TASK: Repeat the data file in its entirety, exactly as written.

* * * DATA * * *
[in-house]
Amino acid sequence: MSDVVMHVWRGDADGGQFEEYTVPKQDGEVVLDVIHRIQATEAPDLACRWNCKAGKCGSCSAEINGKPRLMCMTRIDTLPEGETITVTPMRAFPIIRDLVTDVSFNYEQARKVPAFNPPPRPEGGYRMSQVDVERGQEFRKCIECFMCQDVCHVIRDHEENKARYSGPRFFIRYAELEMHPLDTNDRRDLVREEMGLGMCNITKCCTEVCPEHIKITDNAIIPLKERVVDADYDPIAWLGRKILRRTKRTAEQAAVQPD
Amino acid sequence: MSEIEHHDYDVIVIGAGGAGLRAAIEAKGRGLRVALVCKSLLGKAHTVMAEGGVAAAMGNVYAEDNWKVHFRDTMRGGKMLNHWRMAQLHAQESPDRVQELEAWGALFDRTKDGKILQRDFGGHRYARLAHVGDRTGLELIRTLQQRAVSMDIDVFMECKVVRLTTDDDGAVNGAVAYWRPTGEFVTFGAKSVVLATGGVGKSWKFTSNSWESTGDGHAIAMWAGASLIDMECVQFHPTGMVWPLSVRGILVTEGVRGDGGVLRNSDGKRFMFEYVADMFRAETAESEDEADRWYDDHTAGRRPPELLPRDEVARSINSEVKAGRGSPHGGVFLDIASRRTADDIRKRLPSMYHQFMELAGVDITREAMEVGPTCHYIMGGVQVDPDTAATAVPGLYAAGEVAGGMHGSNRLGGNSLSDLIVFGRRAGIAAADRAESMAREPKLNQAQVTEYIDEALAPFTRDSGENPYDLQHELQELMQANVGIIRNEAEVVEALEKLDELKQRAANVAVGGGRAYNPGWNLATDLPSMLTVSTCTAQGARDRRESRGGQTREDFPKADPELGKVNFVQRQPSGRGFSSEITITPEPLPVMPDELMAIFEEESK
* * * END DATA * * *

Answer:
[in-house]
Amino acid sequence: MSDVVMHVWRGDADGGQFEEYTVPKQDGEVVLDVIHRIQATEAPDLACRWNCKAGKCGSCSAEINGKPRLMCMTRIDTLPEGETITVTPMRAFPIIRDLVTDVSFNYEQARKVPAFNPPPRPEGGYRMSQVDVERGQEFRKCIECFMCQDVCHVIRDHEENKARYSGPRFFIRYAELEMHPLDTNDRRDLVREEMGLGMCNITKCCTEVCPEHIKITDNAIIPLKERVVDADYDPIAWLGRKILRRTKRTAEQAAVQPD
Amino acid sequence: MSEIEHHDYDVIVIGAGGAGLRAAIEAKGRGLRVALVCKSLLGKAHTVMAEGGVAAAMGNVYAEDNWKVHFRDTMRGGKMLNHWRMAQLHAQESPDRVQELEAWGALFDRTKDGKILQRDFGGHRYARLAHVGDRTGLELIRTLQQRAVSMDIDVFMECKVVRLTTDDDGAVNGAVAYWRPTGEFVTFGAKSVVLATGGVGKSWKFTSNSWESTGDGHAIAMWAGASLIDMECVQFHPTGMVWPLSVRGILVTEGVRGDGGVLRNSDGKRFMFEYVADMFRAETAESEDEADRWYDDHTAGRRPPELLPRDEVARSINSEVKAGRGSPHGGVFLDIASRRTADDIRKRLPSMYHQFMELAGVDITREAMEVGPTCHYIMGGVQVDPDTAATAVPGLYAAGEVAGGMHGSNRLGGNSLSDLIVFGRRAGIAAADRAESMAREPKLNQAQVTEYIDEALAPFTRDSGENPYDLQHELQELMQANVGIIRNEAEVVEALEKLDELKQRAANVAVGGGRAYNPGWNLATDLPSMLTVSTCTAQGARDRRESRGGQTREDFPKADPELGKVNFVQRQPSGRGFSSEITITPEPLPVMPDELMAIFEEESK